8. The first general post removal census of the Creek Nation apparently had not been taken until April 1882
  9. A special committee under the chief’s brother, L.W. Perryman, was authorized to prepare an “Omitted Roll” of persons who had not participated in the payment of and any children born after April 3, 1891. This roll brought the total number of names listed to 13,842 citizens, including 4,203 former slaves who were adopted by the tribe after the civil war.  The commission noted that those figures were rough. It’s comparable to the ones reported in the 1890 federal population census. Page 42

 

  1. The Colbert Commission -It was authorized to summon witnesses, take testimony, and make final decisions; it admitted 79 blacks, and 156 citizens by blood and rejected 202 blacks and 99 persons claiming citizenship by blood before it was abolished on September 30, 1896.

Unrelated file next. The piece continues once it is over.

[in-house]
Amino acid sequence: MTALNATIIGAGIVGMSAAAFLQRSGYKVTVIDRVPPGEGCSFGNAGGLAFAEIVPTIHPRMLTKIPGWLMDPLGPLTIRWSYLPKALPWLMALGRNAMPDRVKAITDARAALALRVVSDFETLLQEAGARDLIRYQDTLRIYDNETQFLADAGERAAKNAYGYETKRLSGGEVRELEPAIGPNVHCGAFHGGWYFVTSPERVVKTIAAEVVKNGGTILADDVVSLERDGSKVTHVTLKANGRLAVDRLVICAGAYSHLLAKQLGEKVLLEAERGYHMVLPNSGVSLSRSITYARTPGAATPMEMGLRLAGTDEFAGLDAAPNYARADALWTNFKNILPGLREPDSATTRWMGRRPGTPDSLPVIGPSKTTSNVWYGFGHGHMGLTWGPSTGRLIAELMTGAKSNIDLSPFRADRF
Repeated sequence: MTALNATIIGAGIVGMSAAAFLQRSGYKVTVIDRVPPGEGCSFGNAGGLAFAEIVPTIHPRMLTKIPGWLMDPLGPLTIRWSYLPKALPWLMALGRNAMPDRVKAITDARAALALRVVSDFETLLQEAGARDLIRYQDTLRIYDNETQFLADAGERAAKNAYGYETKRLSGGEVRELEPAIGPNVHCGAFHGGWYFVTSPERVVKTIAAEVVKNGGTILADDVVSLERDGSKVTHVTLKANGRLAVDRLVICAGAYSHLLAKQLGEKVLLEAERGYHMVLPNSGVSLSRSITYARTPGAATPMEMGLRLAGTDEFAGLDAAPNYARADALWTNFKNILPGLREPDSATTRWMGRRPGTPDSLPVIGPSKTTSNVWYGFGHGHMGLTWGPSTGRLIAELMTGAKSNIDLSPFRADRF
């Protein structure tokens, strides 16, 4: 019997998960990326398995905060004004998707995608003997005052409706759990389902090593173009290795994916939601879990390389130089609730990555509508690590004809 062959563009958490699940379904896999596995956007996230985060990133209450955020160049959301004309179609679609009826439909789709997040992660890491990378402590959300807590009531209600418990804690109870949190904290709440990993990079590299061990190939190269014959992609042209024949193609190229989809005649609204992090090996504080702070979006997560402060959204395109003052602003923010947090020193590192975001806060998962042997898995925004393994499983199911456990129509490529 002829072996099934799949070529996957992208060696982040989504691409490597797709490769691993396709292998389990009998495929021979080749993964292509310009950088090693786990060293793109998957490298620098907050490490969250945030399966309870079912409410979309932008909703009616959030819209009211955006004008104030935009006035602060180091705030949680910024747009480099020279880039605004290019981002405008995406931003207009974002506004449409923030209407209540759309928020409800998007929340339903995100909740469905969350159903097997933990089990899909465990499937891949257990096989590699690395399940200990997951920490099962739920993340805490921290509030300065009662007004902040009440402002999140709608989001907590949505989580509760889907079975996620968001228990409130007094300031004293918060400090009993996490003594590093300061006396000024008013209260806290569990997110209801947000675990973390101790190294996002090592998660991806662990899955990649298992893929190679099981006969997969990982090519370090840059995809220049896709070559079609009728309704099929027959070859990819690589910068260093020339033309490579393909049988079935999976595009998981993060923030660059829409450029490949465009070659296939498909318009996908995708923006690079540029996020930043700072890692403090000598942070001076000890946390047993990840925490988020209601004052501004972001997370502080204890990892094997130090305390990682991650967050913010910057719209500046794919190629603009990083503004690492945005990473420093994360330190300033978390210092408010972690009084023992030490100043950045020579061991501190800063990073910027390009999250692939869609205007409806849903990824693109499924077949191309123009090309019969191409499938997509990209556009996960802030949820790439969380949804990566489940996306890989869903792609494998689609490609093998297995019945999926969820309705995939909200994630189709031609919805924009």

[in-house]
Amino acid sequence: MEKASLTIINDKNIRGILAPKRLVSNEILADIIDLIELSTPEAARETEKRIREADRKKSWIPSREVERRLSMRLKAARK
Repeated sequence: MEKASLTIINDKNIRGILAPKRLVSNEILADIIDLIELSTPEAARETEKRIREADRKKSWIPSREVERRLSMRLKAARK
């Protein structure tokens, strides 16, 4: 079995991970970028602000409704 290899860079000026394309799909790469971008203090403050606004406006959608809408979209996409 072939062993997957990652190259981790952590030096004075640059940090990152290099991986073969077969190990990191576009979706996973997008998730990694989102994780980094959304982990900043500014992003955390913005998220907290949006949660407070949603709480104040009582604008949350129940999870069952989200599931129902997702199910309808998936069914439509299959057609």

Curtis Act

  1. The Dawes Commission decided that its task was not to find everyone who had Indian blood; it was to enroll only those people who met the exact requirements of the law as they defined it. Page 44 
  2. The cards were considered the official records and became the final work in any dispute.  The key step in the enrollment process was an examination of the step in the enrollment process was an examination of the authenticated rolls of 1890 and 1895 and the various omitted and supplemental rolls that the commission had finally acquired to determine if the applicant’s names could be found on any of them.  Page 46